TROY, N.Y. (NEWS10) — Thursday night, the Council Finance Committee approved a bond measure that tacks on around $2 million to the project to repair and revitalize the Troy seawall.
In a memo of support for the bond increase, the Deputy Mayor’s Office said that while the sea wall is heading toward completion,
“Due to the unique environment of this project, overages in items such as underwater concrete, drilling, caissons and deeper than projected depths of bedrock; have resulted in additional costs to the project.”
Troy’s sea wall protects the city from flooding. When hurricane Irene came through in 2011, it did a number on the structure. In 2014, FEMA gave Troy millions of dollars to make repairs.
“Fast forward since that time, the project was originally estimated at nine or ten million dollars, and unfortunately, it’s really escalated, to the tune of last night, $26.3 million,” Troy City Council President Carmella Mantello told News10.
Mantello said that in her past experiences with such projects, engineers and managers can typically predict what the costs are going to be when they first scope out the project.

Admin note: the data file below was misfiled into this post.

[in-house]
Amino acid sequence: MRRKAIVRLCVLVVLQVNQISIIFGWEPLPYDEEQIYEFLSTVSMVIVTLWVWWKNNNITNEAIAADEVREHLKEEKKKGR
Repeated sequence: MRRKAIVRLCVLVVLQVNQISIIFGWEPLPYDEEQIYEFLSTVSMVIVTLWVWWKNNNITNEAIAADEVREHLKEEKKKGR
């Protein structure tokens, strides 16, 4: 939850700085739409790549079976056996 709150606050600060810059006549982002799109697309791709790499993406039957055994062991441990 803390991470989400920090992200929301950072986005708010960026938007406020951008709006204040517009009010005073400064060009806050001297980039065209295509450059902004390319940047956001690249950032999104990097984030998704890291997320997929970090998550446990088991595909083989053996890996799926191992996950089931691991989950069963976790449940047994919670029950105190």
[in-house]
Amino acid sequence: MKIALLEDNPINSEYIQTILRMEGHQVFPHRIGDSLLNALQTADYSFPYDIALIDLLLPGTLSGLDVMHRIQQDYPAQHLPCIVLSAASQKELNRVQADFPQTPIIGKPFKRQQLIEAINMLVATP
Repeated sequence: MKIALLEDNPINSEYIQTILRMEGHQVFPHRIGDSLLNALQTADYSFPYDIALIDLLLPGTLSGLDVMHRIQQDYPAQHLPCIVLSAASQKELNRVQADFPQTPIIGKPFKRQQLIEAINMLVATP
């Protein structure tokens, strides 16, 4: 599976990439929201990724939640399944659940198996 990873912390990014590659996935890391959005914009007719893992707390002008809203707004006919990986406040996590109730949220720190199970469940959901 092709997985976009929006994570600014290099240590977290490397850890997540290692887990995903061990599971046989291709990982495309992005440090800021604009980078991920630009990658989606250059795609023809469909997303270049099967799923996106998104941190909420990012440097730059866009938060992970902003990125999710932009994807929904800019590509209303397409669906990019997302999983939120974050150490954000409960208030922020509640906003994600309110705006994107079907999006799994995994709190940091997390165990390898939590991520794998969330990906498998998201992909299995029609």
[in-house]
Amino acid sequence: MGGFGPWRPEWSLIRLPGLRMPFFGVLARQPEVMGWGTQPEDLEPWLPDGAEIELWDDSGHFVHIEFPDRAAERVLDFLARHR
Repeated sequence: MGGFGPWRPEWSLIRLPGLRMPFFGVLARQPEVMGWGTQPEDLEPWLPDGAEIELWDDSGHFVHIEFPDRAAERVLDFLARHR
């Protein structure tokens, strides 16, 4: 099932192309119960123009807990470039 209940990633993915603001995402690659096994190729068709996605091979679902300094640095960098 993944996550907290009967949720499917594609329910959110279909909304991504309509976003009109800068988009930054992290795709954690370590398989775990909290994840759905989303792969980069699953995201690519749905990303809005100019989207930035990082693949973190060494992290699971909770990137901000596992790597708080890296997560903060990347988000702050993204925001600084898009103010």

There have been multiple bonds issued for the sea wall since 2014.
Mantello says it’s the council’s job to make sure the sea wall project doesn’t leave taxpayers of the future with an extra burden. But she’s till excited about what it’ll do for the city.
“We are looking at a project that is going to transform the waterfront. It’s a fantastic project for the city of Troy not only on the mitigation front, but it is going to domino into a marina, into trails, into waterfront development,” Mantello told News10.
A spokesperson for Troy Mayor Patrick Madden said in a statement:
“Due to the unique work site environment and bedrock conditions along the Hudson River, additional work was required for underwater concrete, drilling, and installation of bulkheads. These items have been approved by engineers and the administration to ensure compliance with project specifications and are included in cost adjustments. Additional improvements include an extended wall on the north end of the project to provide further protection for county sewer infrastructure lines, along with improved pedestrian access, sidewalks, and fencing to help with the planned Riverfront Park North expansion.
When complete, the seawall stabilization project will enhance the resiliency of the shoreline, provide additional protection for local sewer infrastructure, properties, and local businesses located along the Hudson River, and help build a stronger future for our waterfront.”